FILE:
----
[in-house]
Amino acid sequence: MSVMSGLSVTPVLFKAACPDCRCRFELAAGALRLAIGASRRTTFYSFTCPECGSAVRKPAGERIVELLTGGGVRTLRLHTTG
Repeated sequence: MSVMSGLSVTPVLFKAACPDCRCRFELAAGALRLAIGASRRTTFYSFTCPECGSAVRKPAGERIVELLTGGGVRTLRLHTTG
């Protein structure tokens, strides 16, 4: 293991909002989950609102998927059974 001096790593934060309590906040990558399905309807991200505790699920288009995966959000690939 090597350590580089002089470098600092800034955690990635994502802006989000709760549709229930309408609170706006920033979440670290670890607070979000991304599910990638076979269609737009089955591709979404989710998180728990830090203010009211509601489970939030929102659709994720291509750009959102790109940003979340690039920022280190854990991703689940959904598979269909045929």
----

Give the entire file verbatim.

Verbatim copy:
[in-house]
Amino acid sequence: MSVMSGLSVTPVLFKAACPDCRCRFELAAGALRLAIGASRRTTFYSFTCPECGSAVRKPAGERIVELLTGGGVRTLRLHTTG
Repeated sequence: MSVMSGLSVTPVLFKAACPDCRCRFELAAGALRLAIGASRRTTFYSFTCPECGSAVRKPAGERIVELLTGGGVRTLRLHTTG
């Protein structure tokens, strides 16, 4: 293991909002989950609102998927059974 001096790593934060309590906040990558399905309807991200505790699920288009995966959000690939 090597350590580089002089470098600092800034955690990635994502802006989000709760549709229930309408609170706006920033979440670290670890607070979000991304599910990638076979269609737009089955591709979404989710998180728990830090203010009211509601489970939030929102659709994720291509750009959102790109940003979340690039920022280190854990991703689940959904598979269909045929």